Purging all cells harboring proviruses that are likely to reinitiate infection could lead to a functional cure for many patients and would diminish viral spread in populations. Thus, better understanding of the latent proviral reservoir is a key public health priority. Some HIV-1 integration events lead to infectious progeny or to latent proviruses that can reactivate. In other cases, mutation during reverse transcription or epigenetic silencing makes integration a functional dead end. Latency and reactivation have been studied extensively using limited numbers of clonal cell lines or aggregate phenotypes of pooled cells. However, a better understanding of the full spectrum of reactivation phenotypes of individual unexpressed proviruses should greatly advance the long term goal of reducing blunt treatments in pursuit of a functional cure. The current application applies molecular virology, T cell development, and human genomics approaches to a novel high-throughput method for better defining classes of latently infected cells and their signatures of reactivation. Studies proposed for the R21 exploratory phase will develop a novel barcoded provirus technology and validate its use in cultured cells, establish technologies to enable this system in primary T-cells, and develop the bioinformatics for high throughput analysis of large numbers of individual integrants in a test case that addresses the extent to which silencing in a T cell line is determined by integration location vs. stochastic effects. In R33 phase proof-of- concept studies, the barcoded provirus system will be further refined and applied to defining molecular and genomic signatures of reactivation and persistence in response to cellular differentiation or therapeutic reactivation inT cell lines and primary CD4+ T-cells, to studying the relationship between latency and functional diversity of CD4 effector T cells, and to evaluating the potential of a novel molecular genetic approach for tracking the clonality of residual viremia, which may in the future be applied to patient samples.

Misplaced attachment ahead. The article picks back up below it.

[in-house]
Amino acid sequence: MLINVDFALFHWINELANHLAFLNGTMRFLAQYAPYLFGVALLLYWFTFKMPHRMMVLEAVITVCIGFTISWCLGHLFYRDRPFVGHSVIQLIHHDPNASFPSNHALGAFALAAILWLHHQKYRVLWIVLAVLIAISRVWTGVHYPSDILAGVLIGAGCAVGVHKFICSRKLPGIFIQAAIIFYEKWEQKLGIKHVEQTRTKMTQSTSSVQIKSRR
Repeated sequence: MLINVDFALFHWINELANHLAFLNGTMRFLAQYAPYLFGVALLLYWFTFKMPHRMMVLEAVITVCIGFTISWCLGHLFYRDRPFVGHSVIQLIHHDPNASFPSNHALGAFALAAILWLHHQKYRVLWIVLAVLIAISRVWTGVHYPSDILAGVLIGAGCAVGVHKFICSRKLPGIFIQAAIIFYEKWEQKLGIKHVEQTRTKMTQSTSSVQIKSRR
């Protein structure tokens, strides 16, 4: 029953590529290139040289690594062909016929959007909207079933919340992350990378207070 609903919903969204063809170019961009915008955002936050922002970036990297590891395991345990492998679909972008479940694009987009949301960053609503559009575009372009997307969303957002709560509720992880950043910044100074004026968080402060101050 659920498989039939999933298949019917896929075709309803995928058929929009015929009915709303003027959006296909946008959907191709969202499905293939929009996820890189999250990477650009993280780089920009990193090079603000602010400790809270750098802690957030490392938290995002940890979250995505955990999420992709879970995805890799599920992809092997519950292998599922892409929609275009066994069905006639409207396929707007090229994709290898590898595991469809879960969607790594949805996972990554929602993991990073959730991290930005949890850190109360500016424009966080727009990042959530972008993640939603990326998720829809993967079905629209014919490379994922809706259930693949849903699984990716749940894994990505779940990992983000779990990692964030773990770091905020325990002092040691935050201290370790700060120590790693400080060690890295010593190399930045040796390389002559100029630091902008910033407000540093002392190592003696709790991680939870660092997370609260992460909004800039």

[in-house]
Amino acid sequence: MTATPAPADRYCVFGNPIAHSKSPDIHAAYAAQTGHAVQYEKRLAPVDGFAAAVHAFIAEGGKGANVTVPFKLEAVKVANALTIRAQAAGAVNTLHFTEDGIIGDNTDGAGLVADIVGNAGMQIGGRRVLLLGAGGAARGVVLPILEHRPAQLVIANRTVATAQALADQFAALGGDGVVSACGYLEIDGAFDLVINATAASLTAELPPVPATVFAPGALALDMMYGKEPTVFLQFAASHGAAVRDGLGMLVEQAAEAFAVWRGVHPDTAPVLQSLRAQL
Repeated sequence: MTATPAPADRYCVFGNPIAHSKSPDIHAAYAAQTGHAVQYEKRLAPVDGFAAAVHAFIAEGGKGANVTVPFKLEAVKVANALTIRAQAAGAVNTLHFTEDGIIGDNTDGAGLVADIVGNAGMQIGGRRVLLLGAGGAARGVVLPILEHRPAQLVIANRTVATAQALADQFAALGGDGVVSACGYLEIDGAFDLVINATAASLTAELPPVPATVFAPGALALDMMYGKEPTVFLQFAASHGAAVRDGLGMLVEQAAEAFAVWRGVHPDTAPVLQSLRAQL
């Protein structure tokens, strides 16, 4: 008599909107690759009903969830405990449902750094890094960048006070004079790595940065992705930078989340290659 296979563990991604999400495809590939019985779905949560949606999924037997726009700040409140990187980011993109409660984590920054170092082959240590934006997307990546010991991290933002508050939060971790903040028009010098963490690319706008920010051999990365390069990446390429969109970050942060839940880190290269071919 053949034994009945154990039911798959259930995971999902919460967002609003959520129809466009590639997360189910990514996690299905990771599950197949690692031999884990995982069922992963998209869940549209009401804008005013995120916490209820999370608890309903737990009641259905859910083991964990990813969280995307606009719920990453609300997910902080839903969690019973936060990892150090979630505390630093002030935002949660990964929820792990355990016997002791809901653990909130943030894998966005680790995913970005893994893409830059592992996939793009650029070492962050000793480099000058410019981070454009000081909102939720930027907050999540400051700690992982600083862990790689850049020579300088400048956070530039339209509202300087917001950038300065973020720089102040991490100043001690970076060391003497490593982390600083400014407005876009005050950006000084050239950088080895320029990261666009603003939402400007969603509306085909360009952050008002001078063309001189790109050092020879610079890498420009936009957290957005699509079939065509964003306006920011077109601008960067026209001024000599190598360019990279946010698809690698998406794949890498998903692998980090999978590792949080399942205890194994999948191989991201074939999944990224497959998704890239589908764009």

New research suggests that it may be possible to coax the residual viruses in patients under optimized anti- HIV drug treatment into exposing themselves for elimination, but the agents tested thus far are too toxic to be therapeutically useful. However most elimination strategies assume that all residual viruses are similar. By developing new tools to test the extents to which individual viruses behave differently during normal cellular processes and therapeutic treatments, the proposed work may facilitate strategies for removing residual HIV from patients, using purging agents at non-toxic concentrations.